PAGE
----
In Heesh v Baker  NSWSC 711, the New South Wales
Supreme Court considered whether the holders of redeemable
preference shares could be "creditors" for the purposes
of Part 5.3A of the Corporations Act 2001 (the Act).
In July 2006, York Capital Limited (York) lodged a prospectus
inviting prescription for redeemable preference shares. Various
types of preference shares were issued pursuant to the
On 5 June 2008, York was placed into voluntary administration in
accordance with section 436A of the Act. The Administrators then
applied to the court for a declaration as to whether any of the
holders of the preference shares were creditors of York, solely for
the reason of their rights against the company.
The shareholders argued that even though York was not required
to redeem their shares at the time its administration began, there
was an implied term of their contract of membership with York, that
required the company to do all things necessary to enable the
shareholders to have the benefit of their shares. It was argued
that the shareholders held accruing rights against York to the
redemption value of their shares and on that basis the shareholders
were contingent creditors of York.
When determining the issue, the court focused upon the terms of
York's constitution and the terms of the issue of the
preferential shares as set out in the prospectus. The court
concluded that the members' contracts with York were consistent
with the statutory constraints contained in the Act including, in
particular, the various sections which require payments of
dividends and payments for the redemption of redeemable preference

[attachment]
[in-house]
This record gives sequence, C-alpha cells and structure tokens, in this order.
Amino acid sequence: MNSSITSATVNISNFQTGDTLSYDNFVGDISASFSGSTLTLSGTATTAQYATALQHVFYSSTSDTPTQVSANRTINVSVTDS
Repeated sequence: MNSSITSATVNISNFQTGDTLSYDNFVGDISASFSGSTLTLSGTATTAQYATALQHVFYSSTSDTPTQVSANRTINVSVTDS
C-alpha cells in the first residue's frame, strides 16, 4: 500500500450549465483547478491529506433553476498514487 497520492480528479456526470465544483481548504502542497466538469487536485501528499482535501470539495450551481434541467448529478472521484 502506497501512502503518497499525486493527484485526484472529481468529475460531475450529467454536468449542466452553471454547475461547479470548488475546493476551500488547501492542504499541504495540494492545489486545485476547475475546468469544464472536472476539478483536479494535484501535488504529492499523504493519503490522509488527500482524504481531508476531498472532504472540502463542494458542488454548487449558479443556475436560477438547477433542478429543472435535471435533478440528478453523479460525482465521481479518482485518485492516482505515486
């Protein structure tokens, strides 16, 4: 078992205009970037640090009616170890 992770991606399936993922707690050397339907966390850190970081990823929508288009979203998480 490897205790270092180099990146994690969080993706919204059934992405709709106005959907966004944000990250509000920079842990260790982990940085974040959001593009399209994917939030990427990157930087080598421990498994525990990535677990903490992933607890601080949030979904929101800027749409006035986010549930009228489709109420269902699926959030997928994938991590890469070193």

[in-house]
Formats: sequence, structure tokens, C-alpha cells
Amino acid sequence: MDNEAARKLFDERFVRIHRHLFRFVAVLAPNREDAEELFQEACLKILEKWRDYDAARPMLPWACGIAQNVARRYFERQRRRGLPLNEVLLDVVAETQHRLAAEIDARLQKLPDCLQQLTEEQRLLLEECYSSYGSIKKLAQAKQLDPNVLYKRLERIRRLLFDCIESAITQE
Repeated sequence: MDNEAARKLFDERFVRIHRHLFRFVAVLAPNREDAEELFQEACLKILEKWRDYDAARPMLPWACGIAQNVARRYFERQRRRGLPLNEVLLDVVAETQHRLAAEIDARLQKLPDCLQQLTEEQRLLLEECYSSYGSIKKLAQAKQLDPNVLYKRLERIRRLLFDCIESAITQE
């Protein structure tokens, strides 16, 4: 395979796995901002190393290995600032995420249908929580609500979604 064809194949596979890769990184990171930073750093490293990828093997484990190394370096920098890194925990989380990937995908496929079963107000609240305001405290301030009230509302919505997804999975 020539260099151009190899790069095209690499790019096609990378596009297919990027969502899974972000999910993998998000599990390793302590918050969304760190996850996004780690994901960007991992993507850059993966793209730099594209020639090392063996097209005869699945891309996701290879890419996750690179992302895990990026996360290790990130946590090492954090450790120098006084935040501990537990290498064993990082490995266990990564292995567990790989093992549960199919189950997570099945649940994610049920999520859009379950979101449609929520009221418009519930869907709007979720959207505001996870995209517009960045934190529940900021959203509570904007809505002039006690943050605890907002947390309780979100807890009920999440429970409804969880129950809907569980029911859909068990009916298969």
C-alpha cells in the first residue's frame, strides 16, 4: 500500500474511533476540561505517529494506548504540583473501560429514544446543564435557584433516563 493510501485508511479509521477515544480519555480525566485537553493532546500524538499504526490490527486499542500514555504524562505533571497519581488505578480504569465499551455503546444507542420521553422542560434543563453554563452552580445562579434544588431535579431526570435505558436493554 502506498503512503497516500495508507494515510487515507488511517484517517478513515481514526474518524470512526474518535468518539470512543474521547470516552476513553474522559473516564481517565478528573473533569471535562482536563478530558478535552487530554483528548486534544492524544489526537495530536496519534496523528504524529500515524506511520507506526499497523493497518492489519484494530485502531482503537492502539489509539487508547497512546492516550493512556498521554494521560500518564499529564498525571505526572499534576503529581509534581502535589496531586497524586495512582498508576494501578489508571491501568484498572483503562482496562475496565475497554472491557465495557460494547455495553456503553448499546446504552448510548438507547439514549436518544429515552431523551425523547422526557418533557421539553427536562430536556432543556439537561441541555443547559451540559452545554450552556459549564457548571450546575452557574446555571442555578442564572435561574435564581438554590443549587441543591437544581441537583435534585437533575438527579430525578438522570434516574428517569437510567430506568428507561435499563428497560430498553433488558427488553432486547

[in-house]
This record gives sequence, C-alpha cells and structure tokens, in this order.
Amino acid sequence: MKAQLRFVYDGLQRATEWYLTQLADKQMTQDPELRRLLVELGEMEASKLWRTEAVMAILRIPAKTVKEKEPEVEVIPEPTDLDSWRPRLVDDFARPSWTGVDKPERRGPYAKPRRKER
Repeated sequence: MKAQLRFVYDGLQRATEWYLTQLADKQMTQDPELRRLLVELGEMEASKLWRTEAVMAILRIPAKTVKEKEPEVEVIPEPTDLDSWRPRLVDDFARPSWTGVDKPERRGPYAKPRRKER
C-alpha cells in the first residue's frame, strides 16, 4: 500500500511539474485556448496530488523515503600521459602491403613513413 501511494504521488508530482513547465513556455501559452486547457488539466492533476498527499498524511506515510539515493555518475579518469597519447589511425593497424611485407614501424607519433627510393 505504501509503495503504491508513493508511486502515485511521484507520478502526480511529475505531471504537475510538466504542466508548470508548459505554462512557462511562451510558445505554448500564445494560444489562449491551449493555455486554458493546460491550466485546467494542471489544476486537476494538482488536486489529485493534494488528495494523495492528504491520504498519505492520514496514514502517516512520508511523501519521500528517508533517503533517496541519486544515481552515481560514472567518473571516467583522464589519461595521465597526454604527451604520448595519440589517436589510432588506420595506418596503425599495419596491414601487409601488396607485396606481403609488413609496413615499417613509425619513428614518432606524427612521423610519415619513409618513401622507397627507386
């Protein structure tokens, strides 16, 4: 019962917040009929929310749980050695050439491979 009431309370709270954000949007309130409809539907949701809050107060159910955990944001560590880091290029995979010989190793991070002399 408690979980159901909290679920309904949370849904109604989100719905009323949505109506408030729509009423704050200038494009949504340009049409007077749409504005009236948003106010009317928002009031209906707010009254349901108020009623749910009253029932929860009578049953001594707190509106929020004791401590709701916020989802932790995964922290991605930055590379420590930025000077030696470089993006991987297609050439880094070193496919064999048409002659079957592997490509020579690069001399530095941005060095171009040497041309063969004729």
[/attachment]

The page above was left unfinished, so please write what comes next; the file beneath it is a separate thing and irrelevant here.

shares to be derived from the profits of a company.
As such, the court rejected the shareholders argument and found
that, on its true construction, the shareholders' contracts
with York did not impose an obligation on York and the rights
attaching to the shares would only be triggered if the company had
made a profit. As York had not made a profit, the court determined
that the preferential shareholders were not creditors of York for
the purposes of Part 5.3A of the Act.
What it all Means
Whilst, in this case, the holders of redeemable preferential
shares were not held to be creditors for the purposes of Part 5.3A,
each case will turn on its own facts. This case is instructive as
it serves as a reminder that consideration must be had to the
precise terms of a company's constitution, any relevant
prospectus and the Act when giving advice to shareholders regarding
their rights against a company.
The content of this article is intended to provide a general
guide to the subject matter. Specialist advice should be sought
about your specific circumstances.
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When determining if a DOCA is to be terminated, public interest can, and often will, outweigh any benefit to creditors.
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